Tray and mounts

    Parts to Print
    1x Tray-full.stl  (or A, B & C for 6" print bed)
    6x Bearing-rib.stl
    4x spring-mount.stl
    1x Mount-mount.stl

    Parts
    6x 10mm screw
    10x 10mm counter-sunk screws (+4 for 3 part tray)
    18x 3mm nyloc hex nuts

    Tools
    Screw driver
    Soldering Iron

    Assembly

    a) If you had to print the three piece tray joint them together now with 4 counter sunk screws. When assembled the whole tray should sit level on a flat surface. If it arching up you may need to clean up the underside of tray-join to help it sit better with the front and back pieces. 80 grit Sand paper on sanding block should help.

    b) Push 18x nuts into the resecess underneath the 6 Bearing-rib prints. You may need to use a solding iron to heat the nut, melt the surounding plastic and set the nut in fully. If you do, make sure to temporarily attach an m3 bolt to keep the nut thread aligned with the bolt hole.

    c) Attach 6x Bearing-rib to the tray with 12x 10mm screws. 

    d) Fit Spring-mounts with 8x counter sunk 10mm screws, from underneath the tray. Do the same for the Motor-mount. Make sure the flat side is facing away from the tray centre.

  • 2
    Knee joint

    Parts to Print
    1x Joint-left.stl (or Joint-right.stl)
    1x Pivot-upper.stl
    1x Pivot-lower.stl
    2x Pivot-leaver.stl

    Parts (for 1 of 8)
    2x Bearings 15x10mm flanged
    2x Bearing 15x10mm
    2x Bearing 10x5mm
    1x Torsion spring LH (or right hand)
    2x 10mm screw - counter sunk
    4x 20mm screws - button head
    1x 16mm screw - button head
    1x m3 Bolt 25mm
    1x m3 lock nut
    1x m3 spacer

    Tools
    Screw driver
    Hobby knife
    3mm drill bit (or 2.9mm if you like a tight fit)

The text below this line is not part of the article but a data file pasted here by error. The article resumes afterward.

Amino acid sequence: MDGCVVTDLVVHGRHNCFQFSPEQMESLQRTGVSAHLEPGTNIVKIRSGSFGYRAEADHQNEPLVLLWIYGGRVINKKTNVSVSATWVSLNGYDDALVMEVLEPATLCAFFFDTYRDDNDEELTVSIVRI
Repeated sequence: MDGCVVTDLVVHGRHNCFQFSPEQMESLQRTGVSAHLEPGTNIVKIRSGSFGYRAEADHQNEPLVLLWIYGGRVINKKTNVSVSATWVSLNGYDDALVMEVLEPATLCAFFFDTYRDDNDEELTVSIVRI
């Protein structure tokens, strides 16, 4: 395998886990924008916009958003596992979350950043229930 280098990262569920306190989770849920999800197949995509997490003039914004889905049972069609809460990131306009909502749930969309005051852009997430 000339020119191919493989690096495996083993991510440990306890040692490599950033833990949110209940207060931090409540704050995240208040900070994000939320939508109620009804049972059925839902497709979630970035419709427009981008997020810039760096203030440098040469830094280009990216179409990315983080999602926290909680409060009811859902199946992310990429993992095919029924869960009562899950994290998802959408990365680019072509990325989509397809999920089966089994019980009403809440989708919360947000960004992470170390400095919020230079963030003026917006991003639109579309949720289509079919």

Pliers - preferably needle nose

    Assembly

    Part fit may vary from printer to printer. If you are able you may like to refine you printer settings to suit after the first hip is assembled.

    Depending on your print results you may like to drill out the holes. I make point of drilling all of my parts holes, to ensure constant fit.

    a) Assemble the 25mm bolt, m3 spacer, 2x Pivot-leaver, bearing and assemble as illustrated. Tighten bolt and nut until the Pivot-leavers parts fit inside the bearings up to the stops.

    b) With the above sub-assembly, push the dove tails into pivot-lower.stl and fasten with 2x 10mm cs screws.

    c) Insert 2x flanged bearing into pivot lower and pivot upper. The flanges need to be a snug fit to the prints. If the flange bearing doesn't fit tight and flush use your hobby knife to gently carve out a happy home. 

    d) Cut down spring to the correct size.

    e) With upper pivot flat on its back, slide in 2x 15mm bearing. Push joint into flanged bearing with spring edge facing up. Ensuring you have the correct spring left or right hand - place torsion spring on-top of joint.

    f) Place lower pivot onto of upper pivot. Before attaching with 4 20mm screws make sure the plastic parts mate nicely - tight without needing to be forced. When driving in screws in, check for bending plastic and use a hobby knife to trim plastic where it's interfering. 

    Use needle nose pliers to grab the end of the spring leg and move the spring and legs into the "sprung" position.

    Put the last bearing on the tip of pivot.stl and insert the screw.

    g) finished left hand assembly. Rinse and repeat for remaining 7 hips. 

  • 3
    Shafts

    Parts to Print 
    Shaft-jig-inner full (or A & B for 6" print bed)